Stig Bjorkman’s intimate portrait of Ingrid Bergman offers a close up of the woman, not the screen idol, writes Allan Hunter
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In her fifty year career, Ingrid Bergman earned three Oscars and cemented her place in Hollywood history by starring in enduring classics like Casablanca, Gaslight and Notorious. Her screen image of wholesome virtue was shattered in the post-War years when she fell in love with film director Roberto Rossellini and bore his child whilst still married to another man. The sense of outrage and betrayal in America is hard to imagine now but at the time she was condemned on the floor of the U.S. Senate. Journalist Stig Bjorkman’s intimate, lovingly compiled documentary offers a rare close-up on the woman rather than the screen idol. Bjorkman has been given access to extensive home movies (many shot by Bergman), family photos, personal correspondence and Bergman’s diaries which are read with feeling by fellow Swede and fellow Oscar-winner Alicia Vikander. Bjorkman does tell the story of the ambitious young girl who became the toast of Hollywood and there are interesting memories and insights from Sigourney Weaver, who had one of her earliest stage roles opposite Bergman, and from Liv Ullmann who co-starred with her in Autumn Sonata.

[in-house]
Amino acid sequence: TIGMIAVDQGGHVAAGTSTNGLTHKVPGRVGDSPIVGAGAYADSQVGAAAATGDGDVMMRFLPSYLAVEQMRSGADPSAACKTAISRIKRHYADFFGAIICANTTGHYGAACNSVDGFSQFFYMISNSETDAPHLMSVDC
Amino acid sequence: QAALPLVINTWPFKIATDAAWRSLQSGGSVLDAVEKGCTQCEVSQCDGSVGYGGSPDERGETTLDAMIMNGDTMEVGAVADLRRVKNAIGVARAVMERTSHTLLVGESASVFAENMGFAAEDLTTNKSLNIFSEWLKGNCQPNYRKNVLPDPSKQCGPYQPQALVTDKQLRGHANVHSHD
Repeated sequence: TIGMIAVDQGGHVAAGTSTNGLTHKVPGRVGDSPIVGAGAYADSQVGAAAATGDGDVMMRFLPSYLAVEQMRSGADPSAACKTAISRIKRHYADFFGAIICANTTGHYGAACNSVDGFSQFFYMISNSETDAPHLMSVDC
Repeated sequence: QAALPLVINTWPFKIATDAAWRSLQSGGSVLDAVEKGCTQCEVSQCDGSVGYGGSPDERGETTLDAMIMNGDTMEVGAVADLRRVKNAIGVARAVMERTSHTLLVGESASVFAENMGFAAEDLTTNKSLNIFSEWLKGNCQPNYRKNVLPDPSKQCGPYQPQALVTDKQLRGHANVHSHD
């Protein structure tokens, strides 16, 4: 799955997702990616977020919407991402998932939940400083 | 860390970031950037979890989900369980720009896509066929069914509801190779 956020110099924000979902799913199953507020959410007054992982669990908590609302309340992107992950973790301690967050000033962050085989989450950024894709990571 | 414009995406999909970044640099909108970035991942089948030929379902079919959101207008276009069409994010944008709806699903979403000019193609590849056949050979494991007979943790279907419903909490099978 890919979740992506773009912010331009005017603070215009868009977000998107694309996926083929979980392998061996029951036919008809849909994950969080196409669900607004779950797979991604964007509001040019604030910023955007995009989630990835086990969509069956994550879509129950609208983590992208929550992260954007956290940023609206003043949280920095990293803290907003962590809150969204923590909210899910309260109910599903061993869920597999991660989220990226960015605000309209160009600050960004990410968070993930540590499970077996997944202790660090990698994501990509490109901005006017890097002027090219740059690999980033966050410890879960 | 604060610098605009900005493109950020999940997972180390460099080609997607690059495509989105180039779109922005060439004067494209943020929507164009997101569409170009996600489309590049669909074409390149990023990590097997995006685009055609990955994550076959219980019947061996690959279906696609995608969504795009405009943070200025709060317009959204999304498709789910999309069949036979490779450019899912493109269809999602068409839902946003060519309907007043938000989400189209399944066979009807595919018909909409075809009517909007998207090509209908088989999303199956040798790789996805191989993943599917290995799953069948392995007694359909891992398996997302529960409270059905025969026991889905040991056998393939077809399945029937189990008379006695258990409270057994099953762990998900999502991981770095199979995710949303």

It soon becomes apparent that this is not the film to provide anecdotes or behind the scenes tales from Bergman’s films with Bogart or her good friend Cary Grant. What matters more is the sense of Bergman’s restless spirit and the way childhood tragedy cast a dark shadow over her life. Bergman lost both her parents before she was a teenager and seemed to embrace a sense of impermanence. Throughout her life, she constantly pulled up her roots and started over in Hollywood, then Italy, Paris and eventually London. Husbands, lovers (including photographer Robert Capa) and children seemed to take second place to her commitment to acting and determination to live by her own rules. Her children, including Pia Lindstrom and Isabella Rossellini, talk with warm affection about a woman who felt more like a friend than a mother. Bergman was a loving, irrepressible figure in their lives but frequently absent as she left them for another distant location or a lengthy stage production. Their only criticism of her is that they would like to have seen more of her. Bjorkman’s film is full of admiration but also offers a clear-eyed assessment of who Bergman was and the sacrifices she made. The result is a charming portrait, given added poignancy by a lovely score from Michael Nyman.